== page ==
Plan A: How a Nuclear War Could Progress

July/August 2020

Seventy-five years ago, the United States tested the first nuclear weapon in New Mexico and then used one to destroy Hiroshima and another to destroy Nagasaki. As devastating as they were, those atomic bombs were small by today’s standards, each exploding with just a tenth of the explosive yield of typical warheads now deployed on missiles, submarines, and planes by a handful of countries. Fortunately, no nuclear weapons have been used in combat since the bombings in Japan, but the risk of nuclear war ebbed and flowed throughout the Cold War. It has been increasing in the past three years. The United States and Russia have abandoned long-standing nuclear arms control treaties, started to develop new kinds of nuclear weapons, and expanded the circumstances in which they might use nuclear weapons. However a nuclear exchange might start, it could quickly escalate from a local disaster into a global catastrophe.

To illustrate how this could happen, Princeton University’s Program on Science & Global Security (SGS) developed a simulation that shows a plausible step-by-step escalation of nuclear war between the United States and Russia that starts in Europe. The images that follow are moments taken from the simulation’s four-minute video.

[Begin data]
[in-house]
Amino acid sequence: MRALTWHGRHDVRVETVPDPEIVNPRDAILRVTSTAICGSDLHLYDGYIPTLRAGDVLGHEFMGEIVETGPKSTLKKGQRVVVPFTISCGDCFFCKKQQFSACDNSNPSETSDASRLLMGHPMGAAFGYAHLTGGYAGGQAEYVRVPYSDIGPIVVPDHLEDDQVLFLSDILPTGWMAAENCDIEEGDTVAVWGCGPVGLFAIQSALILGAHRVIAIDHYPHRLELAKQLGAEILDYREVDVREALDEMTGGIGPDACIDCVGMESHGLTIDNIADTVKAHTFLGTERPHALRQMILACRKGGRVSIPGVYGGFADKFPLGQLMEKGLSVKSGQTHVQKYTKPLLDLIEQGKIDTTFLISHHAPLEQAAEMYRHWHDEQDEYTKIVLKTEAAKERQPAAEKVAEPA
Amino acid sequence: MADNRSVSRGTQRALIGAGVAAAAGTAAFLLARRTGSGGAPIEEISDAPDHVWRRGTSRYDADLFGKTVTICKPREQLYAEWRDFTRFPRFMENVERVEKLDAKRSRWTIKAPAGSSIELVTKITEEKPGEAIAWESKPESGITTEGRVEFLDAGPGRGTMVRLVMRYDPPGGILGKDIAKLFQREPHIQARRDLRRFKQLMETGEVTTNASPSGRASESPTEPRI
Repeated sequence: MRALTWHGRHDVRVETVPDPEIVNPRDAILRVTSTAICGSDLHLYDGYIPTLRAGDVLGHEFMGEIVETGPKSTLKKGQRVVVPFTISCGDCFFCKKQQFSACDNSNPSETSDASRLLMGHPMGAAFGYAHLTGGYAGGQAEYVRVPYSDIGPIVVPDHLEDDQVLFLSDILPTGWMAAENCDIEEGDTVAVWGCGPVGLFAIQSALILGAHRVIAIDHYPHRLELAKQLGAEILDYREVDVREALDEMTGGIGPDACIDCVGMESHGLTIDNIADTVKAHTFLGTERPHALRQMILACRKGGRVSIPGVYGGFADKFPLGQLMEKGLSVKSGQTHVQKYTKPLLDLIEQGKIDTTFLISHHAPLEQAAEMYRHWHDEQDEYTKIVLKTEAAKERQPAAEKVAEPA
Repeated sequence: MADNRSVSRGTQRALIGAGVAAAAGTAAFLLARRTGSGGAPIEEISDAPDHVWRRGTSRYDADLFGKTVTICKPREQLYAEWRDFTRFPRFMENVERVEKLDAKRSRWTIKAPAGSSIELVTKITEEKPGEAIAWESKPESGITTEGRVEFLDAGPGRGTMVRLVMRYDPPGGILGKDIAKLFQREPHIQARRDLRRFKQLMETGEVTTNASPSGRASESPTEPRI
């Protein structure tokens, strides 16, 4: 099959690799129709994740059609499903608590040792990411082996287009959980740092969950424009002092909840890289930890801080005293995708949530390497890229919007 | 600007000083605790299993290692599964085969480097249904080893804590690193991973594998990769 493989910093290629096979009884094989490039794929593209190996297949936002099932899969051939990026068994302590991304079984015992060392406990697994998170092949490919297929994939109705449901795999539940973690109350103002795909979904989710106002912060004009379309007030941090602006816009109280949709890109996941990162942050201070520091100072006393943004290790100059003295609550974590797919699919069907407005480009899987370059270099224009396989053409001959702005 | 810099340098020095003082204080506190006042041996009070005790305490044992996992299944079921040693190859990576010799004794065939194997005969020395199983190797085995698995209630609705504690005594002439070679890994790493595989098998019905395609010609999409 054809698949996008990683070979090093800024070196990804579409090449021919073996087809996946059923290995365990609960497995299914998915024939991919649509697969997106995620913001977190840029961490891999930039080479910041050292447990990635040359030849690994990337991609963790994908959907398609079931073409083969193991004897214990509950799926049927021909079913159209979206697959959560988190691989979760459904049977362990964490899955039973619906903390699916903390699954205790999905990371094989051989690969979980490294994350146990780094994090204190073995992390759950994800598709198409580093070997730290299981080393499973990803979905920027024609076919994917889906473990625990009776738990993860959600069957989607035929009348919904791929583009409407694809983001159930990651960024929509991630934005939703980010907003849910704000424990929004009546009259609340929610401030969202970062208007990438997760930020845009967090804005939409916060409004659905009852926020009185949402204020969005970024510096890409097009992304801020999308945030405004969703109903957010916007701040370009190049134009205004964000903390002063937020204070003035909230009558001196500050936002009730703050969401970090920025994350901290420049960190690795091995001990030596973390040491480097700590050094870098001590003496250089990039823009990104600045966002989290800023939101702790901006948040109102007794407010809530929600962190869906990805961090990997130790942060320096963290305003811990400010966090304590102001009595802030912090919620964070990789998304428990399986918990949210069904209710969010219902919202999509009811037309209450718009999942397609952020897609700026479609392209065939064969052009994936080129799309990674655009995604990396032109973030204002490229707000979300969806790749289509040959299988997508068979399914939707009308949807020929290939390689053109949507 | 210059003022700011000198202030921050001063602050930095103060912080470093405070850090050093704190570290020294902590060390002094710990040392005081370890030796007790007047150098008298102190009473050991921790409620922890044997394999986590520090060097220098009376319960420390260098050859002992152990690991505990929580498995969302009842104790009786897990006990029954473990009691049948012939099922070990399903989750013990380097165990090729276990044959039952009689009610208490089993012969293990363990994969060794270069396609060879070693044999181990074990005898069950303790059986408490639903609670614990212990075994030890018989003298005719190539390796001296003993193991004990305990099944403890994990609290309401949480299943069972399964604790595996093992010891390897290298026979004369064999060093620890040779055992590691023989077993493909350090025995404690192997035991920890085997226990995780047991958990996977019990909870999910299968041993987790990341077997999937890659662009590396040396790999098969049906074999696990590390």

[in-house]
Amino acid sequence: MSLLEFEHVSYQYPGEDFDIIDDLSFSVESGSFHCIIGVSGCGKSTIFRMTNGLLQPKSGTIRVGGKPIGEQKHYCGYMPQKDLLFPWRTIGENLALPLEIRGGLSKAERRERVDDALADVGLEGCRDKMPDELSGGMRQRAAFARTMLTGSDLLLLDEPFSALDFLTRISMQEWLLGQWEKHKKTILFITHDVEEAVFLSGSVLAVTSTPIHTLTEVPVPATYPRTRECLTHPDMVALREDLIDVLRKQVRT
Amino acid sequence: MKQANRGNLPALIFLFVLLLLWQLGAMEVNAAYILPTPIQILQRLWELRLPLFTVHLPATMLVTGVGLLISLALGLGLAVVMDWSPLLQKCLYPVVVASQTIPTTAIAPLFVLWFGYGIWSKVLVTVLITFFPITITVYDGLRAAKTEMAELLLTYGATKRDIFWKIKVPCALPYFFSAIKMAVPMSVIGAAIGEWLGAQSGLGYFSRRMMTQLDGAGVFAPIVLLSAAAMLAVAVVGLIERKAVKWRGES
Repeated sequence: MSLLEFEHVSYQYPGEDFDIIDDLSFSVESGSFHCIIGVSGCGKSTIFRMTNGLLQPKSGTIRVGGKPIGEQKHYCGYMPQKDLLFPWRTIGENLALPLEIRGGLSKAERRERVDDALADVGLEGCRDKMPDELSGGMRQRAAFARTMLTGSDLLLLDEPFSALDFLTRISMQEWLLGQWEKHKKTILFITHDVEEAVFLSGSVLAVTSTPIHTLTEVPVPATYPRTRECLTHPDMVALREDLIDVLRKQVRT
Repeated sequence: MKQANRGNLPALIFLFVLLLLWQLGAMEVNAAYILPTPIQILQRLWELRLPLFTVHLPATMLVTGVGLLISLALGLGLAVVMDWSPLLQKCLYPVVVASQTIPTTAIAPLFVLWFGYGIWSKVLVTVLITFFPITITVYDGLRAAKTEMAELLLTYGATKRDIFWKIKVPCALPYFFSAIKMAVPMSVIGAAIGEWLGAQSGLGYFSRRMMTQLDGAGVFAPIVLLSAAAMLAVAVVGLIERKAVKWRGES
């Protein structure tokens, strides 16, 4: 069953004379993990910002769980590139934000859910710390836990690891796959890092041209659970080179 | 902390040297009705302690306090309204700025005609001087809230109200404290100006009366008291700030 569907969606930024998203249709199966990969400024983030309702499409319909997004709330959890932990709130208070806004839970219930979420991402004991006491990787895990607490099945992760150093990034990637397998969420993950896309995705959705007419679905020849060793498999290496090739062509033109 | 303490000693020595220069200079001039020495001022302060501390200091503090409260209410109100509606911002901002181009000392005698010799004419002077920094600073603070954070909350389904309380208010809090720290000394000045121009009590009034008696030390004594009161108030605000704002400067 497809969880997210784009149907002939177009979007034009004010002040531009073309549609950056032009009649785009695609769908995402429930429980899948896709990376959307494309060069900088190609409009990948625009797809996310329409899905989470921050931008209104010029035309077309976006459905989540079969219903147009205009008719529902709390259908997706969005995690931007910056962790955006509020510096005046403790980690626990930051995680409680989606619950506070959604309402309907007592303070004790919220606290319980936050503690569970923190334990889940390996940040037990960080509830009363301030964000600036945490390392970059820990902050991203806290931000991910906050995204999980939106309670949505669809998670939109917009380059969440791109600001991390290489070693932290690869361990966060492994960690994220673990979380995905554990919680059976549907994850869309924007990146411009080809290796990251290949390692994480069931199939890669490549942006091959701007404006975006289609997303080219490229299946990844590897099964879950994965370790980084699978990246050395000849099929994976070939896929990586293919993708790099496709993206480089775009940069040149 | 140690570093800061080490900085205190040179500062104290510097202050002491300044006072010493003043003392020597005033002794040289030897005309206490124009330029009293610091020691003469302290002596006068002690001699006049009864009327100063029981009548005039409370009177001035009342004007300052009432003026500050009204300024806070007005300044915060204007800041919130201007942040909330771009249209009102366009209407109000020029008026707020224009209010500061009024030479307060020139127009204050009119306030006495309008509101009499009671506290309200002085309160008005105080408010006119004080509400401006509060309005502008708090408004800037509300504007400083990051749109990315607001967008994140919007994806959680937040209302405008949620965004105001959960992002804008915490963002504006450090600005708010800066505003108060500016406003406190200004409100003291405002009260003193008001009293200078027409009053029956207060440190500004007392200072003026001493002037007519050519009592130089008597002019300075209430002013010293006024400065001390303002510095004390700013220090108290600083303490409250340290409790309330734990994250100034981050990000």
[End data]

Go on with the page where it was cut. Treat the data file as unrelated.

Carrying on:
SGS researchers used independent assessments of current U.S. and Russian force postures, nuclear war plans, and nuclear weapons targets. The simulation was also supported by extensive data sets of the nuclear weapons currently deployed, weapon yields, and possible targets for particular weapons, as well as the order of battle estimating which weapons go to which targets in which order in which phase of the war to show the evolution of the nuclear conflict from tactical, to strategic by city-targeting phases. It is estimated that there would be more than 90 million people dead and injured within the first few hours of the conflict.

The immediate fatalities and casualties that would occur in each phase of the conflict are determined using data from NUKEMAP, an online tool to estimate casualties that was developed by Alex Wellerstein at the Stevens Institute of Technology. The actual fatalities would be significantly increased by deaths occurring from the collapse of medical systems, as well as nuclear fallout and other long-term effects, including a possible global-scale nuclear winter.

The simulation was developed by SGS researchers Tamara Patton, Moritz Kütt, and Alex Glaser, together with Bruce Blair, Zia Mian, Pavel Podvig, and Sharon Weiner, with sound by Jeff Snyder and graphics by Alex Wellerstein. It was originally prepared as part of the “Shadows and Ashes” exhibition at Princeton University’s Bernstein Gallery curated by Mary Hamill, the gallery director.